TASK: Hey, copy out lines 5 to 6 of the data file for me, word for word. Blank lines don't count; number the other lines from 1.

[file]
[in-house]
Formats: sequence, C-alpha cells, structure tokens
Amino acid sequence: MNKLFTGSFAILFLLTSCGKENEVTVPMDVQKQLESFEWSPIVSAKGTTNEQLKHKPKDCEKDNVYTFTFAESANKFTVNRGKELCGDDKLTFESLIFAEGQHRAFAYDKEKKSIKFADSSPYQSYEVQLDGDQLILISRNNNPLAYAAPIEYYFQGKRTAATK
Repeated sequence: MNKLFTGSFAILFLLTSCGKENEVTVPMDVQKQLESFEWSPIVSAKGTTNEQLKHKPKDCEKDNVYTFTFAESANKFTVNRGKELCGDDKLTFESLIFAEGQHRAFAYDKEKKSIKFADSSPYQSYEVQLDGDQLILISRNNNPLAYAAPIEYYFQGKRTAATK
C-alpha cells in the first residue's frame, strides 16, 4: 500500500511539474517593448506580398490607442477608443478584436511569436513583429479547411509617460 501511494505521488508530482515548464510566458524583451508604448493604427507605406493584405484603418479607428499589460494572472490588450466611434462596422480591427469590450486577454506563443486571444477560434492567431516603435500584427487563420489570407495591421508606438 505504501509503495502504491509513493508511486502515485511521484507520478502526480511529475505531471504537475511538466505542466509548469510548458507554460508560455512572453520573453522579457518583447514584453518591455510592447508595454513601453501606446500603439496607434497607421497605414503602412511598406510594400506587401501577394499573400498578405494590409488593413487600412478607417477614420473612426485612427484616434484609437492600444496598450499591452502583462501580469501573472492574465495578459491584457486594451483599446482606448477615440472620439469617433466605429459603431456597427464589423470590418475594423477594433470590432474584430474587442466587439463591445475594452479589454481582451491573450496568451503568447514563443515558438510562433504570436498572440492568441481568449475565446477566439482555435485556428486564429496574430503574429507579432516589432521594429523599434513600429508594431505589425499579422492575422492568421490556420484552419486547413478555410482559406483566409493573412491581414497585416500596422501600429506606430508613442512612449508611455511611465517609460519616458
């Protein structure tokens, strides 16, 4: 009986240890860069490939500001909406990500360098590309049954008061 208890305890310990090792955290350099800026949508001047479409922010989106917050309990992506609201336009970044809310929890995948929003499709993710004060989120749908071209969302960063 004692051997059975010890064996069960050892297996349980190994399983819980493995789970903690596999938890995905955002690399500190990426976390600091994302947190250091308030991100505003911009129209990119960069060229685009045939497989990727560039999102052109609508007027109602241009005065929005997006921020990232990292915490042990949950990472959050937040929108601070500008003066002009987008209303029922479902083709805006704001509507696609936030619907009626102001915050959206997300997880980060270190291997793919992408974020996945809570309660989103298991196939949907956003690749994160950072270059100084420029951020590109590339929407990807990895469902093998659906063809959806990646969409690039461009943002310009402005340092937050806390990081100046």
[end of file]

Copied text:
C-alpha cells in the first residue's frame, strides 16, 4: 500500500511539474517593448506580398490607442477608443478584436511569436513583429479547411509617460 501511494505521488508530482515548464510566458524583451508604448493604427507605406493584405484603418479607428499589460494572472490588450466611434462596422480591427469590450486577454506563443486571444477560434492567431516603435500584427487563420489570407495591421508606438 505504501509503495502504491509513493508511486502515485511521484507520478502526480511529475505531471504537475511538466505542466509548469510548458507554460508560455512572453520573453522579457518583447514584453518591455510592447508595454513601453501606446500603439496607434497607421497605414503602412511598406510594400506587401501577394499573400498578405494590409488593413487600412478607417477614420473612426485612427484616434484609437492600444496598450499591452502583462501580469501573472492574465495578459491584457486594451483599446482606448477615440472620439469617433466605429459603431456597427464589423470590418475594423477594433470590432474584430474587442466587439463591445475594452479589454481582451491573450496568451503568447514563443515558438510562433504570436498572440492568441481568449475565446477566439482555435485556428486564429496574430503574429507579432516589432521594429523599434513600429508594431505589425499579422492575422492568421490556420484552419486547413478555410482559406483566409493573412491581414497585416500596422501600429506606430508613442512612449508611455511611465517609460519616458
């Protein structure tokens, strides 16, 4: 009986240890860069490939500001909406990500360098590309049954008061 208890305890310990090792955290350099800026949508001047479409922010989106917050309990992506609201336009970044809310929890995948929003499709993710004060989120749908071209969302960063 004692051997059975010890064996069960050892297996349980190994399983819980493995789970903690596999938890995905955002690399500190990426976390600091994302947190250091308030991100505003911009129209990119960069060229685009045939497989990727560039999102052109609508007027109602241009005065929005997006921020990232990292915490042990949950990472959050937040929108601070500008003066002009987008209303029922479902083709805006704001509507696609936030619907009626102001915050959206997300997880980060270190291997793919992408974020996945809570309660989103298991196939949907956003690749994160950072270059100084420029951020590109590339929407990807990895469902093998659906063809959806990646969409690039461009943002310009402005340092937050806390990081100046």